Type

Journal Article

Authors

Richard B Reilly
Niall Tubridy
Michael Hutchinson
Seán Ó Donnchadha
Teresa Burke
Jessica Bramham
Katie Kinsella
Marie Claire O'Brien
Siobhán Kelly
Róisín Lonergan
and 6 others

Subjects

Psychiatry

Topics
individual differences signal to noise ratio visual spectrum analysis follow up patients optic nerve multiple sclerosis

Delayed P100-Like Latencies in Multiple Sclerosis: A Preliminary Investigation Using Visual Evoked Spread Spectrum Analysis. (2015)

Abstract Conduction along the optic nerve is often slowed in multiple sclerosis (MS). This is typically assessed by measuring the latency of the P100 component of the Visual Evoked Potential (VEP) using electroencephalography. The Visual Evoked Spread Spectrum Analysis (VESPA) method, which involves modulating the contrast of a continuous visual stimulus over time, can produce a visually evoked response analogous to the P100 but with a higher signal-to-noise ratio and potentially higher sensitivity to individual differences in comparison to the VEP. The main objective of the study was to conduct a preliminary investigation into the utility of the VESPA method for probing and monitoring visual dysfunction in multiple sclerosis. The latencies and amplitudes of the P100-like VESPA component were compared between healthy controls and multiple sclerosis patients, and multiple sclerosis subgroups. The P100-like VESPA component activations were examined at baseline and over a 3-year period. The study included 43 multiple sclerosis patients (23 relapsing-remitting MS, 20 secondary-progressive MS) and 42 healthy controls who completed the VESPA at baseline. The follow-up sessions were conducted 12 months after baseline with 24 MS patients (15 relapsing-remitting MS, 9 secondary-progressive MS) and 23 controls, and again at 24 months post-baseline with 19 MS patients (13 relapsing-remitting MS, 6 secondary-progressive MS) and 14 controls. The results showed P100-like VESPA latencies to be delayed in multiple sclerosis compared to healthy controls over the 24-month period. Secondary-progressive MS patients had most pronounced delay in P100-like VESPA latency relative to relapsing-remitting MS and controls. There were no longitudinal P100-like VESPA response differences. These findings suggest that the VESPA method is a reproducible electrophysiological method that may have potential utility in the assessment of visual dysfunction in multiple sclerosis.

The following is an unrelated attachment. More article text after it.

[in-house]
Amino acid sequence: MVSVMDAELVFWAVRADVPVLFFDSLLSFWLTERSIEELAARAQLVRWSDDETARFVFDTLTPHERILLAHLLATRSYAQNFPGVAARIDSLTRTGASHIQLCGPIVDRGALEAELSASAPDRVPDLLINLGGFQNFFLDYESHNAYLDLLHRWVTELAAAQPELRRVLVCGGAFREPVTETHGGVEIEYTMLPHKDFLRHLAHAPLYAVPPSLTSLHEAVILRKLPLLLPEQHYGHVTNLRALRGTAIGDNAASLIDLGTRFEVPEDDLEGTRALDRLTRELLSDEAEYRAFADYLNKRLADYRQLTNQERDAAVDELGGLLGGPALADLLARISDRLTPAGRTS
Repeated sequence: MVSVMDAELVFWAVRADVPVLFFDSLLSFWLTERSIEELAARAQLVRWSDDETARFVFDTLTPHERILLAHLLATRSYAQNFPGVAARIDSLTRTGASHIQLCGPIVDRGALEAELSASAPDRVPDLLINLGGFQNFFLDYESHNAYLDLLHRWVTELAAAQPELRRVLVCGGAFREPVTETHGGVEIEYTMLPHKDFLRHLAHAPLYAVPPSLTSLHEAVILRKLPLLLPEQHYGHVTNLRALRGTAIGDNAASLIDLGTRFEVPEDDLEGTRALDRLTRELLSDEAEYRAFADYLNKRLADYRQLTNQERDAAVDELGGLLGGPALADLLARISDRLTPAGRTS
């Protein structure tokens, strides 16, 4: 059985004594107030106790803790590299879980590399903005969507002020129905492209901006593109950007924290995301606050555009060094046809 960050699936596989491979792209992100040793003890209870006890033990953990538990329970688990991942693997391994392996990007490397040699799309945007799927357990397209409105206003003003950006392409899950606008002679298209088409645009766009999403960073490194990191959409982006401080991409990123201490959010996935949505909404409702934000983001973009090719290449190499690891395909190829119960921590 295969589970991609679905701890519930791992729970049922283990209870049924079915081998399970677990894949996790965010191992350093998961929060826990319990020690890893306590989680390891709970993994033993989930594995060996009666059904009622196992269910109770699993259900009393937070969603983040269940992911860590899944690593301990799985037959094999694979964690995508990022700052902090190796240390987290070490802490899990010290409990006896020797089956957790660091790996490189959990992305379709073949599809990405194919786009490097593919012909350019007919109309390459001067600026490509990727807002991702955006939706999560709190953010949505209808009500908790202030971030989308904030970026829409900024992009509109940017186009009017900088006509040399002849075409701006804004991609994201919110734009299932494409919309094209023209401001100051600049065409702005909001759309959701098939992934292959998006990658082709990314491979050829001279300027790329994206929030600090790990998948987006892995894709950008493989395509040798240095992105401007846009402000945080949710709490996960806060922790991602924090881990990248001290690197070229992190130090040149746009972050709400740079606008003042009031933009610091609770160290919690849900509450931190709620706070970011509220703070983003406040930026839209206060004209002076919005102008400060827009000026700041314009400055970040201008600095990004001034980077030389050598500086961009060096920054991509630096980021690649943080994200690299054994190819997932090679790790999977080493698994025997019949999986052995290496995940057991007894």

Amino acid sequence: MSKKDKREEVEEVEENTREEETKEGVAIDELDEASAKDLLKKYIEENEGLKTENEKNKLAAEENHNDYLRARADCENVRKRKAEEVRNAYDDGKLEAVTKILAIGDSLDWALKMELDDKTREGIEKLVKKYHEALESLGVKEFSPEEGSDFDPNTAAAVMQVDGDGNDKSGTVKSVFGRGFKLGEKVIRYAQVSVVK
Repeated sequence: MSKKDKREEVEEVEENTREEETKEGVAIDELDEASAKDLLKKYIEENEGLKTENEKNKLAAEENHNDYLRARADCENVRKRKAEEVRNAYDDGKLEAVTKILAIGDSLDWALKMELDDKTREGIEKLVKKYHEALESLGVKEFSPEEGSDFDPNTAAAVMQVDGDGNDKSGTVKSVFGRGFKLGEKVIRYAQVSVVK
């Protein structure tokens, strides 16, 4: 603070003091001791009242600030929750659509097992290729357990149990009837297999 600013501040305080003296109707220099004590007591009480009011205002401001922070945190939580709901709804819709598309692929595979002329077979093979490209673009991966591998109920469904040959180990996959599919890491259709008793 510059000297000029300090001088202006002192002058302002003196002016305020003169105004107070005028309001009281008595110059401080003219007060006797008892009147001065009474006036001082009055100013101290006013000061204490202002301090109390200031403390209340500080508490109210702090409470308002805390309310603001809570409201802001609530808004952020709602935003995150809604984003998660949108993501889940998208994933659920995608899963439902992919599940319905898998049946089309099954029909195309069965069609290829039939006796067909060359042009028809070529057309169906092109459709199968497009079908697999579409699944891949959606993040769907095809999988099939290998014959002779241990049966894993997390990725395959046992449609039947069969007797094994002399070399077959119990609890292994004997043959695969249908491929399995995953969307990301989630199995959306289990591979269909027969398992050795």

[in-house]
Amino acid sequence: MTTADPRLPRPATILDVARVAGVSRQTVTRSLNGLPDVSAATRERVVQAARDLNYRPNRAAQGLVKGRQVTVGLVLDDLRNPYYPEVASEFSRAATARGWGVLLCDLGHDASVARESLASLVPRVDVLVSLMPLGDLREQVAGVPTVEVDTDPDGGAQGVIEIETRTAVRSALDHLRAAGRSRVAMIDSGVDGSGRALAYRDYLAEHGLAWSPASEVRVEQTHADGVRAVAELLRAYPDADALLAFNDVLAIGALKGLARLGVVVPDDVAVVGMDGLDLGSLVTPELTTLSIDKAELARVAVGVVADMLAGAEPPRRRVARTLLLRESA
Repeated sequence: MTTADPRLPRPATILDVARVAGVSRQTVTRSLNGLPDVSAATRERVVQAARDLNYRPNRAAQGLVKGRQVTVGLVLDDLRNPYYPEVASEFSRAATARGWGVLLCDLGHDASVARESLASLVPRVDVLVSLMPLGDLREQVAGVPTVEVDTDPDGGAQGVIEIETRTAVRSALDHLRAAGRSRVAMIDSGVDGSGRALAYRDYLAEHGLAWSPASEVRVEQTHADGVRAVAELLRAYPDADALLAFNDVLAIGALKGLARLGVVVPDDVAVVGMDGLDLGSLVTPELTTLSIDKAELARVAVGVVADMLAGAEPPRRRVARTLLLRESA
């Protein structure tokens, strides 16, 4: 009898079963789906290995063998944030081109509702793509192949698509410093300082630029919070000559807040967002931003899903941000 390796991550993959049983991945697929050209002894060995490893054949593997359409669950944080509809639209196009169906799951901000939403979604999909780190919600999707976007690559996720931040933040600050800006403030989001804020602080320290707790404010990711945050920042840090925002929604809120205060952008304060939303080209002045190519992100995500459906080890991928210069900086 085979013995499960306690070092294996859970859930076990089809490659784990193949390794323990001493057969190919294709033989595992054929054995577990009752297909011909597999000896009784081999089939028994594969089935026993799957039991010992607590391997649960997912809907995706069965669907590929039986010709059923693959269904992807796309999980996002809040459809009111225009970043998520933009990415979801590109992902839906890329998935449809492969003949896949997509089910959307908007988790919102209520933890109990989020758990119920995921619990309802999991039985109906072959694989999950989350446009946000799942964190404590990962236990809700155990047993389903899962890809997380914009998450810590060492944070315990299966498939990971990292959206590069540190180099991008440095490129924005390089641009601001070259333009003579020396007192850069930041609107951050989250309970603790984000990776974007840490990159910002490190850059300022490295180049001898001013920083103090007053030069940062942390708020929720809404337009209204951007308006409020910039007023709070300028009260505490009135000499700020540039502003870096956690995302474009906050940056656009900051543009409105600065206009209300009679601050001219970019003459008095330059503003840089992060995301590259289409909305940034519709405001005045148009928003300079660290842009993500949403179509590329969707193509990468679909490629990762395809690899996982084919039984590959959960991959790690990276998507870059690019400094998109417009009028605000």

Collections Ireland -> Dublin City University -> PubMed

Full list of authors on original publication

Richard B Reilly, Niall Tubridy, Michael Hutchinson, Seán Ó Donnchadha, Teresa Burke, Jessica Bramham, Katie Kinsella, Marie Claire O'Brien, Siobhán Kelly, Róisín Lonergan and 6 others

Experts in our system

1
Richard Reilly
Trinity College Dublin
Total Publications: 183
 
2
N Tubridy
University College Dublin
Total Publications: 23
 
3
Michael Hutchinson
University College Dublin
Total Publications: 79
 
4
Seán Ó Donnchadha
Dublin City University
Total Publications: 3
 
5
Teresa Burke
University College Dublin
Total Publications: 19
 
6
Jessica Bramham
University College Dublin
Total Publications: 19
 
7
Katie Kinsella
University College Dublin
Total Publications: 14
 
8
Marie Claire O'Brien
University College Dublin
Total Publications: 5
 
9
Siobhán Kelly
Trinity College Dublin
Total Publications: 9
 
10
R Lonergan
University College Dublin
Total Publications: 14